Leaders have a very large influence on a developer’s desire to stay in business, and it’s no different with the millennials. A survey led by The Center for Generational Kinetics has shown that millennials seek to have a much closer relationship with their leaders than any other generation.
The need for feedback is extremely high. There are surveys that point out that millennials would like to have coaching at least once a week. That is more than twice the percentage of all other generations. In Customer Success Teams and throughout RD, coaching, 1–1 and frequent feedbacks are part of the leaders’ day-to-day lives and have a very heavy weight.
For us this benefit is evident not only when working with millennials, but with all our talents. We are always preparing our leaders so they can do the best leadership job.
4 — Encourage the use of technology
Millennials are digital beings and the vast majority expect technology to be present in their work environment, always as a tool for facilitating communication and innovation. That means they expect to have access to social networks, instant messaging tools, video calling, blogs and wikis.
Here at RD, not those kind of tool are not just liberated but also encouraged. The use of tools like Slack, Skype, LinkedIn, among others, is part of the job of almost all RDoer. Even many of our initiatives to promote content and events rely on the help of RDoers in their social channels. For us, the deed of restraint would be only negative.
But, beware when we talk about encouraging this is directly linked to activities related to the job of each RDoer. We can not totally ignore that the use of applications, especially the social and message, have a share in the loss of focus and productivity. Incidentally, this topic has been much discussed lately here at RD, but always in a more educational way, even because we bet on the common sense of our collaborators.
The main difficulty of creating a career in Y: Why do so many want to be managers?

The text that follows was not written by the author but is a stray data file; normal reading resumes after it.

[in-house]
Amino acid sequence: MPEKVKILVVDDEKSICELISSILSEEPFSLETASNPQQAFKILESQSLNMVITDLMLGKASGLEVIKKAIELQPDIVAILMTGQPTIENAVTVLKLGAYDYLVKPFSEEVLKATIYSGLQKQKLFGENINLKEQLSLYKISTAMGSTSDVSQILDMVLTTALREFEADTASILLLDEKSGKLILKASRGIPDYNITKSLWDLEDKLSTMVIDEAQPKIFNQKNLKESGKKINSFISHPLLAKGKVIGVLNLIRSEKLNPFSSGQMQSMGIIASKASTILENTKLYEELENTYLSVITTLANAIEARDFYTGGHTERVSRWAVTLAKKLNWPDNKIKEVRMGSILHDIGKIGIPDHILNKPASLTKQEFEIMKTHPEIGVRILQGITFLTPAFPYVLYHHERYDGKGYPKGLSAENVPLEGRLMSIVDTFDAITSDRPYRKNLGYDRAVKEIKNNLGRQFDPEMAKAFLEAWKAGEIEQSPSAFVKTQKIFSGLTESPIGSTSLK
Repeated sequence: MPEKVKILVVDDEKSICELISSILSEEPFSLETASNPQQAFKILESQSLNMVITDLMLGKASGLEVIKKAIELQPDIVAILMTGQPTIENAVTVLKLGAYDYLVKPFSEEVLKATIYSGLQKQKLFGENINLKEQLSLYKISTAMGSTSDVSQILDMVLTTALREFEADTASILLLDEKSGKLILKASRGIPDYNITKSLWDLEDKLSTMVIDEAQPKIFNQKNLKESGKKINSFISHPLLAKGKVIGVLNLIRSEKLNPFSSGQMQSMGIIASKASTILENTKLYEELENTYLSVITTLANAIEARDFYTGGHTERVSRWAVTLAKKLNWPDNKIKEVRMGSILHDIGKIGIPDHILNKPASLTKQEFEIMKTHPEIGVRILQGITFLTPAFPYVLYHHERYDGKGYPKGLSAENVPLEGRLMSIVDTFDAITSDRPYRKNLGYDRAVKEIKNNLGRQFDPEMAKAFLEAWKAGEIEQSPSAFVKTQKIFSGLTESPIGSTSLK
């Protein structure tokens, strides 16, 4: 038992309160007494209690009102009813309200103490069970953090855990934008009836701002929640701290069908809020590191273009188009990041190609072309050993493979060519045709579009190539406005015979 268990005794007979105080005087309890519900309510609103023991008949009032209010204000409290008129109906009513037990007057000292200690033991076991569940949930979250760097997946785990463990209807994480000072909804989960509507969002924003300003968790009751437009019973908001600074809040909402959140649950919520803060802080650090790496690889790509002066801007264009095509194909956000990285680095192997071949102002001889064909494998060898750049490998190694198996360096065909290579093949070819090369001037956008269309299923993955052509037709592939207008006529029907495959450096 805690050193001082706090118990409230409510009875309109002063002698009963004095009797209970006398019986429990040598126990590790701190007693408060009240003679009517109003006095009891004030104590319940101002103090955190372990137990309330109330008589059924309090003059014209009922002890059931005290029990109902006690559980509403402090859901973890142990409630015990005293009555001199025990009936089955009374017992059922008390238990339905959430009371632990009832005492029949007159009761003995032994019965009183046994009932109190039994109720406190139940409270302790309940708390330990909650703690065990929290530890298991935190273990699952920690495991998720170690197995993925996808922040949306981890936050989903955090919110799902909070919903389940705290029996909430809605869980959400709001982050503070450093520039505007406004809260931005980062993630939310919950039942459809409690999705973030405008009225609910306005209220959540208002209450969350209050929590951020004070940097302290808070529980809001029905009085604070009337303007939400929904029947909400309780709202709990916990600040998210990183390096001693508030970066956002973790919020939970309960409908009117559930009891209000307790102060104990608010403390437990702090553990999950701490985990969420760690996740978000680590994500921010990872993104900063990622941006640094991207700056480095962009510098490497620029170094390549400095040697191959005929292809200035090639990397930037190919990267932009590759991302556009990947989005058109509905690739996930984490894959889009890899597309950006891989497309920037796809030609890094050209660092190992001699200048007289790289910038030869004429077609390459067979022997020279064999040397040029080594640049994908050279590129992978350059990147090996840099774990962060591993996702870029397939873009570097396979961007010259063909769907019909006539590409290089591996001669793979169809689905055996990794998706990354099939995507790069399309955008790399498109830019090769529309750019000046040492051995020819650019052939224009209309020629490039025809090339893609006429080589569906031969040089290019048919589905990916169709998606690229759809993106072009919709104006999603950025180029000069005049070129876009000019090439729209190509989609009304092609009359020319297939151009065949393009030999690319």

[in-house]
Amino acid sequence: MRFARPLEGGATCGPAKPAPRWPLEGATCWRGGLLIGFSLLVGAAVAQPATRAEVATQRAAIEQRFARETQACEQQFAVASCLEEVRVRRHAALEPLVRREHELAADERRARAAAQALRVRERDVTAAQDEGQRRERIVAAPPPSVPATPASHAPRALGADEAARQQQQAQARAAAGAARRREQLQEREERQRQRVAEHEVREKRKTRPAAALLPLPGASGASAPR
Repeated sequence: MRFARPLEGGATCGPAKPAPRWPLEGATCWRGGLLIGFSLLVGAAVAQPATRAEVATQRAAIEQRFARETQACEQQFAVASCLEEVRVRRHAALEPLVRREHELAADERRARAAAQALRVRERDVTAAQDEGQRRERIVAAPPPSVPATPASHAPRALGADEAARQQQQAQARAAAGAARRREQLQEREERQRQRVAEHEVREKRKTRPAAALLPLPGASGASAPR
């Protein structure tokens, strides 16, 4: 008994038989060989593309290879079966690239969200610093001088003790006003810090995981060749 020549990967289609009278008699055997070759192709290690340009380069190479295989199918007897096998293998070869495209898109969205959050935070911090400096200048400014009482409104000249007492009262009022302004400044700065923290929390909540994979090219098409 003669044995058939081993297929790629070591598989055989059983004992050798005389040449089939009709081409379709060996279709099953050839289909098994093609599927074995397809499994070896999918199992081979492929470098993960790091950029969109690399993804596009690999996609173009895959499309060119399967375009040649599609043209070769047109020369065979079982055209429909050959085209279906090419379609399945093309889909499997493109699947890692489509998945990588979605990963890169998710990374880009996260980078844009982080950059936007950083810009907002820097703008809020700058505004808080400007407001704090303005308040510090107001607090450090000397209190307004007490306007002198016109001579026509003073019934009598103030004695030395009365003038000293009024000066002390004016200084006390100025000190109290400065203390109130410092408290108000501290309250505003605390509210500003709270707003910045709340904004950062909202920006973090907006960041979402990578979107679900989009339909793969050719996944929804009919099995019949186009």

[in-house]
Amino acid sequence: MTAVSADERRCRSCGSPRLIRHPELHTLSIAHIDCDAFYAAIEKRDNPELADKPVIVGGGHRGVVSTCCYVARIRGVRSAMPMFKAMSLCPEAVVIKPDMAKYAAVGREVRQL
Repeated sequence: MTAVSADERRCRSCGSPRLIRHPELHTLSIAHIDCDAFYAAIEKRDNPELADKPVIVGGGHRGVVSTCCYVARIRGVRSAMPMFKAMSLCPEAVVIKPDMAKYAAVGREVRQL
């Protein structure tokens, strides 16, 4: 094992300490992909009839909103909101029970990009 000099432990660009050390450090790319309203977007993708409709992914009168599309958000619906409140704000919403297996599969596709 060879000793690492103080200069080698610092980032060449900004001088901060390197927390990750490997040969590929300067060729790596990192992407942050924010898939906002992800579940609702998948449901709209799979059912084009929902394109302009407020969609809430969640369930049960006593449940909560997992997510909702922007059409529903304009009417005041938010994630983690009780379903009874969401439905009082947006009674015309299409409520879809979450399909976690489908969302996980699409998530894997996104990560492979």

It is still common, especially in our culture, to understand that you are growing professionally when you are promoted to leadership positions. Another belief is that only positions of managers and directors are synonymous with high salaries.
In more traditional structures, this does happen. The career is linear and in this model it is necessary to stay a certain time in a position to later be promoted, and so on.
But in structures like ours, which are more dynamic and the focus on promotions is done on merit, the way the opportunities are conducted takes another direction. Initially, we sought to break this paradigm by creating a supportive environment that, instead of glorifying promotions by job, celebrates more people for their projects delivered, for team collaboration, and for development and growth within the organization.
Still, the greater interest in management positions is a difficulty we face in implementing the Y career model. In short, this model allows us to create paths that respect different profiles. Not everyone who would like to follow the path of managing people, many may want to follow a technical leadership path.
This is even the main advantage of the Y career model: being able to enjoy prestige and equal benefits regardless of which line you choose. Here in RD we faced some confusion during the implementation of the career model in Y. Many team members believed, for example, that to be a manager it was necessary to have held a position of Customer Success Manager Senior. To avoid this kind of problem and give equal importance to both profiles, we seek to make this clearer within the structure of the area. Very little has to do with the model itself, but rather how it was presented. We realized that the team’s understanding was for a cultural perception that is still very strong: the idea that being a manager makes it possible to have more prestige and privileges. So that we could give possibilities for more technical profiles to follow the most appropriate route, it would be necessary to clarify better what was expected of each role and communicate to the team.
Today, we can further balance our pool of talent within the area. We also have candidates seeking to lead the team as more specialized leaders. An important adjustment so that we can continue to grow and avoid failures in the development of the area.
My tip for avoiding problems with deploying the Y-career model, or any other model, is to prepare the leaderships in conducting coaching and profiling. Here in the Customer Success area of RD, an important point of the role of direct managers is in the career direction of the talents. This targeting consists of pre-qualifying the leads, indicating if the team member who is seeking a promotion is actually prepared or not. This pre-qualification is basically a performance analysis, which must meet clear criteria related to our culture code, time in the job and job performance.